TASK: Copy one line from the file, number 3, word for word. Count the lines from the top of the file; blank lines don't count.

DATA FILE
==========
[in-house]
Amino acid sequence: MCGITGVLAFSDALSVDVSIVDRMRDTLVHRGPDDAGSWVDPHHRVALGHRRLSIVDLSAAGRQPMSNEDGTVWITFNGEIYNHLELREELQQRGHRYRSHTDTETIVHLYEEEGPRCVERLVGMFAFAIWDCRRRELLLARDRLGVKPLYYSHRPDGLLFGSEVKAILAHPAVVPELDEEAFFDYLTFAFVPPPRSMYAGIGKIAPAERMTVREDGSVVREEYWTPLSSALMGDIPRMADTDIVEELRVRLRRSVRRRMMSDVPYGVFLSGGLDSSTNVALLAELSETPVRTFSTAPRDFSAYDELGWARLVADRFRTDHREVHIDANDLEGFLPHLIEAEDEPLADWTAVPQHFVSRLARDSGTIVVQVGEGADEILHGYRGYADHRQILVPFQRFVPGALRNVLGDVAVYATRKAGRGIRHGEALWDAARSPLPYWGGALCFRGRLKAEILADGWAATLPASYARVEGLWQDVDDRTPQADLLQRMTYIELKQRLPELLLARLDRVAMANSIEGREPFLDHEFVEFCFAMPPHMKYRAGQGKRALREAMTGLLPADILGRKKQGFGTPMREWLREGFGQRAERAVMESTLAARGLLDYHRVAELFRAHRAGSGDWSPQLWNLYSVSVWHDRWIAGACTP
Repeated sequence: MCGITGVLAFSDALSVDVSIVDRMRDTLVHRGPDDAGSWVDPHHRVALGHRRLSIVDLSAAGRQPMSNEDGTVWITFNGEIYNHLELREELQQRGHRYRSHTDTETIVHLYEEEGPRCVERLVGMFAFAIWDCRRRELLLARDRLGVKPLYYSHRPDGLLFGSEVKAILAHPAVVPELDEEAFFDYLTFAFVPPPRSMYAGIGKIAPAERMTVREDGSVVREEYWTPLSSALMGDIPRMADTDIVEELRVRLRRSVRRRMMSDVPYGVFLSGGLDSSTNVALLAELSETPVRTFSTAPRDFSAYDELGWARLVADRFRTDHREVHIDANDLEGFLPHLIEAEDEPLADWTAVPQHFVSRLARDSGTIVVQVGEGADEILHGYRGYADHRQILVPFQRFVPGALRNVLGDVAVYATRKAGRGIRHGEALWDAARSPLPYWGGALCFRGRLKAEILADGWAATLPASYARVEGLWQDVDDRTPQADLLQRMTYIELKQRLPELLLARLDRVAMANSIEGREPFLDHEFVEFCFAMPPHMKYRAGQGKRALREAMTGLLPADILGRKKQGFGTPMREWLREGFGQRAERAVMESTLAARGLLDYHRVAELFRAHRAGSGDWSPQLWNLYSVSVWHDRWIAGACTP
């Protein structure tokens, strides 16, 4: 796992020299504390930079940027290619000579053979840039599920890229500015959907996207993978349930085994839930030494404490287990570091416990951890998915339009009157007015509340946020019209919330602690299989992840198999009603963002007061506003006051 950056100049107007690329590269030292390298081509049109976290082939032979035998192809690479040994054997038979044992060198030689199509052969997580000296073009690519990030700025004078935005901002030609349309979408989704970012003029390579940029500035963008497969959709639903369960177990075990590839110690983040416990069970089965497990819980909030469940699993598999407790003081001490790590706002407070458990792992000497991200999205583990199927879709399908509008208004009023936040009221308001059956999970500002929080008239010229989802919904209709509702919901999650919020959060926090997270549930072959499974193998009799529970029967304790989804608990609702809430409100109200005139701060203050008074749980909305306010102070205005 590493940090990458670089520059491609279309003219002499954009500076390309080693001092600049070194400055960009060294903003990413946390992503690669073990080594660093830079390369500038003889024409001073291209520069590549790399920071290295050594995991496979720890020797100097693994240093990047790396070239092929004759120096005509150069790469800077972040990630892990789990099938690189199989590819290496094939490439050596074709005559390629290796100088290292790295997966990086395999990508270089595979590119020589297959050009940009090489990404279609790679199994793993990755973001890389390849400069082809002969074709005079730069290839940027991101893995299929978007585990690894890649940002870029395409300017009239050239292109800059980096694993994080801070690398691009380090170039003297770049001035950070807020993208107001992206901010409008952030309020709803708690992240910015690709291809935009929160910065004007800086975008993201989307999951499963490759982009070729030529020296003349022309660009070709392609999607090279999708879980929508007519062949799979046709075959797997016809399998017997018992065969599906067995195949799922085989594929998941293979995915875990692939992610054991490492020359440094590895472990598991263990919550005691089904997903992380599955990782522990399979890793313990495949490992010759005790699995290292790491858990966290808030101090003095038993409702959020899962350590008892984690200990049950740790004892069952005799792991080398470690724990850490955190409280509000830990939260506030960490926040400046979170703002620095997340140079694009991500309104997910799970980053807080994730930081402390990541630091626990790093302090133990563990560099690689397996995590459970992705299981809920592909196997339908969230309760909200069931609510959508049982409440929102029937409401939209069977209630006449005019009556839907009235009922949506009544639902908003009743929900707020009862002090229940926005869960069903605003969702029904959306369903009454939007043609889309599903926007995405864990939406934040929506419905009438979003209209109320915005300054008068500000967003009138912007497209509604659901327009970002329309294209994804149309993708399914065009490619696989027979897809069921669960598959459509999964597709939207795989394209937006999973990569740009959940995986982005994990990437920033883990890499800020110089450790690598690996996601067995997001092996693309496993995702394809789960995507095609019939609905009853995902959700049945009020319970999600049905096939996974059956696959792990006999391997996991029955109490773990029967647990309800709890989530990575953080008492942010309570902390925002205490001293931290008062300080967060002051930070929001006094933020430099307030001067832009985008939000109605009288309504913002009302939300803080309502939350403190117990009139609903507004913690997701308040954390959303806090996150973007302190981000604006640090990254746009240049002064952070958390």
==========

Repeated sequence: MCGITGVLAFSDALSVDVSIVDRMRDTLVHRGPDDAGSWVDPHHRVALGHRRLSIVDLSAAGRQPMSNEDGTVWITFNGEIYNHLELREELQQRGHRYRSHTDTETIVHLYEEEGPRCVERLVGMFAFAIWDCRRRELLLARDRLGVKPLYYSHRPDGLLFGSEVKAILAHPAVVPELDEEAFFDYLTFAFVPPPRSMYAGIGKIAPAERMTVREDGSVVREEYWTPLSSALMGDIPRMADTDIVEELRVRLRRSVRRRMMSDVPYGVFLSGGLDSSTNVALLAELSETPVRTFSTAPRDFSAYDELGWARLVADRFRTDHREVHIDANDLEGFLPHLIEAEDEPLADWTAVPQHFVSRLARDSGTIVVQVGEGADEILHGYRGYADHRQILVPFQRFVPGALRNVLGDVAVYATRKAGRGIRHGEALWDAARSPLPYWGGALCFRGRLKAEILADGWAATLPASYARVEGLWQDVDDRTPQADLLQRMTYIELKQRLPELLLARLDRVAMANSIEGREPFLDHEFVEFCFAMPPHMKYRAGQGKRALREAMTGLLPADILGRKKQGFGTPMREWLREGFGQRAERAVMESTLAARGLLDYHRVAELFRAHRAGSGDWSPQLWNLYSVSVWHDRWIAGACTP